Acer Spin 7 Review

Laptop Mag Verdict

The Acer Spin 7 is a beautiful, thin and portable 2-in-1, but its battery life and performance are worse than similarly priced competitors.


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    Beautiful aluminum design; Includes dongle adapters; Comfortable keyboard


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    Short battery life; Slower performance than competition

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The race to be the "thinnest laptop" is a never-ending quest, but Acer's $1,200 Spin 7 is definitely the sveltest of 2-in-1s we've ever tested. It boasts a gorgeous, fanless, black aluminum design, exclusively with USB Type-C ports. But the choice to go fanless and use a low-power CPU makes the Spin 7 less powerful than competitors. It also doesn't last as long on a charge. That makes the Spin 7 a strong choice for those who care most about aesthetics, portability and the latest ports.


The Spin 7 is what a premium 2-in-1 device should feel like. It's a thin, black block of aluminum with curved edges and clean lines. The lid is decorated solely with Acer's logo in gray, and the hinges are silver, which helps break up the design a bit. When I opened the lid, I was greeted by a 14-inch, 1080p display with minimal bezels on the sides, an island-style keyboard, a massive glass touchpad and a deck made of the same solid, gorgeous material as the lid.

The laptop felt light in my hands, and I love its smooth texture and strong build quality. The only downside is that it's a fingerprint magnet, and the computer was covered in smudges within minutes of my carrying it around and using it.

Acer touts the Spin 7 as the world's slimmest convertible, and it's certainly the leanest one we've ever tested. I barely even noticed how much room the 2.9 pound,12.8 x 9 x 0.4-inch Spin 7 took up in my bag when I took it home for the day. The Yoga 910 (3 pounds, 12.7 x 8.4 x 0.6 inches) and the Apple MacBook Pro (3 pounds, 12 x 8.4 x 0.6 inches) are heavier and thicker. The 13-inch HP Spectre x360 is equally light and a bit denser at 12.7 x 8.8 x 0.6 inches.

The 360-degree hinges on the Spin 7 allow for use in four modes: laptop, tablet (by folding the display all the way back), display (by placing the keyboard face down) and tent (an upside-down "V").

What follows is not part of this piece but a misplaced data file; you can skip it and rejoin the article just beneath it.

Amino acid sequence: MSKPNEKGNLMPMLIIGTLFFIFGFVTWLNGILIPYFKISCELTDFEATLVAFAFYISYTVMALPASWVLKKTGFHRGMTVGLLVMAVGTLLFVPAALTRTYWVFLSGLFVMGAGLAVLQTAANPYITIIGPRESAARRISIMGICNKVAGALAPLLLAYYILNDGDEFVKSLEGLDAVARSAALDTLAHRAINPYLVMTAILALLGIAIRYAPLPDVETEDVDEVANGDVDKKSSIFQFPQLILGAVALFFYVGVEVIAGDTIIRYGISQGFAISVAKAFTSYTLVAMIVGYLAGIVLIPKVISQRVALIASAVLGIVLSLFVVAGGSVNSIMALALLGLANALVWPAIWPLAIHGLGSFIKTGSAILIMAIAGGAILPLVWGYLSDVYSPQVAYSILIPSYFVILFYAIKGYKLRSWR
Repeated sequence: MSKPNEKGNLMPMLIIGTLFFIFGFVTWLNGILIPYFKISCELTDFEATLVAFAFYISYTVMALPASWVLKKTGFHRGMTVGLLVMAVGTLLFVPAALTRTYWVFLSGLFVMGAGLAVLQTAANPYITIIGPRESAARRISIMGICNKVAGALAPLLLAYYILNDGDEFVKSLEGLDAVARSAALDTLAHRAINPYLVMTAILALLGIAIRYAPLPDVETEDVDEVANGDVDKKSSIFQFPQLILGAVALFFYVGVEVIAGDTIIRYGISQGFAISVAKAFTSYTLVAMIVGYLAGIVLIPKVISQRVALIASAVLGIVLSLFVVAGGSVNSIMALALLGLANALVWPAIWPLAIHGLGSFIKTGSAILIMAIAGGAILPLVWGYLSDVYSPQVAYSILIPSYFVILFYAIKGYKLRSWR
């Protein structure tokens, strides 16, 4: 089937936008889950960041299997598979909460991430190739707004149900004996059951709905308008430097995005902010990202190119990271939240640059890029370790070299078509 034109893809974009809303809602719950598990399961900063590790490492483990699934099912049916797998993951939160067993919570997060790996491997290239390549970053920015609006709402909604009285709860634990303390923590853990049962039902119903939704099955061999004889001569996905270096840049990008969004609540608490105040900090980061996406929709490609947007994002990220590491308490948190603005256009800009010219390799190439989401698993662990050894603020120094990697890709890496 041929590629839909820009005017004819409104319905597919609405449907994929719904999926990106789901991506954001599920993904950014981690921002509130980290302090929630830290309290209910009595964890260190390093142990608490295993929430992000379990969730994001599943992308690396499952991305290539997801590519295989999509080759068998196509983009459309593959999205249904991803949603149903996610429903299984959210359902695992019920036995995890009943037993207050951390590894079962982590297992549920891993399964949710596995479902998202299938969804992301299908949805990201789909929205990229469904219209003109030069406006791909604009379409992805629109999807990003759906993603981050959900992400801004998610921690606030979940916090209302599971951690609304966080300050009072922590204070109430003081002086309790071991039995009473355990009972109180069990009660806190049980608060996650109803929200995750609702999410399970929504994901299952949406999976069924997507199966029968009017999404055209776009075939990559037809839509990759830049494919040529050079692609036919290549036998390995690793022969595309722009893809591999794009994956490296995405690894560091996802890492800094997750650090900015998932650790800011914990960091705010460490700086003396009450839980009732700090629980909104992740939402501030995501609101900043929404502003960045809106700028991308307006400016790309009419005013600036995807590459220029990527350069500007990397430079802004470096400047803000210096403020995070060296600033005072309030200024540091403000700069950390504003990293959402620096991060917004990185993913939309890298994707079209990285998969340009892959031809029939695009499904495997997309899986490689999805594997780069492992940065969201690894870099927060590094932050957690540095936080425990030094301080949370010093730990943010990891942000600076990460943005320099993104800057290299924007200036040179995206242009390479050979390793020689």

Like Apple's new MacBook Pro, the Spin 7 is all about USB Type-C. On the right side of the notebook are two USB Type-C ports (both allow for data transfer and power, and you'll need to use one for charging. Only one works with DisplayPort and a headphone jack. A security lock slot near the power button is all you'll find along the left.

You won't need to replace all of your existing peripherals immediately, though. Acer includes two dongle adapters in the box: a USB 3.0 port and an HDMI port.


The 14-inch, 1920 x 1080 Gorilla Glass display isn't as bright as its competitors, but it produces sharp images with vivid, accurate colors. The lush green trees and bright teal water on either side of a beach serving as a battlefield in a 1080p "Wonder Woman" trailer just popped out. I could easily make out the shrapnel in some explosions during the battle.

Acer's panel reproduces an excellent 102 percent of the sRGB color gamut, equal to the Spectre but behind the MacBook's 113 percent. The Yoga 910 matched the ultraportable category average of 98 percent.

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The Spin 7 has a Delta-E color accuracy score of 1.3 (0 is best), which falls below the average of 1.9. It's precise, but not as good as its competitors. The MacBook (1), the Yoga 910 (0.76) and the Spectre x360 (0.74) had even lower scores.

The screen on the Spin 7 could be a tad more luminous. It registered 264 nits of brightness on our lab tests. It was usable, but fell below the ultraportable average (305 nits) as well as every competitor's score. The Yoga 910 (292 nits), the Spectre x360 (318 nits) and the MacBook Pro (a whopping 495 nits) are definitely brighter.

Keyboard and Touchpad

Who says that a shallow keyboard can't be comfortable? The Spin 7 offers only 1.2 millimeters of travel and requires 51 grams of force to press, but the keys were responsive, and I never bottomed out. I blazed along at 118 words per minute on the typing test, surpassing my 107 wpm average while maintaining my usual 2 percent error rate.

The 5.5 x 2.5-inch glass trackpad appears comically large at first (though not as big as the MacBook Pro's 5.3 x 3.3 inches), but it's ultimately a great navigational tool. It's smooth, comfortable and, most important, accurate. It instantly responded to gestures like swiping with three fingers to hide windows and scrolling with two-fingers.

The glass trackpad appears comically large at first, but it's ultimately a great navigational tool.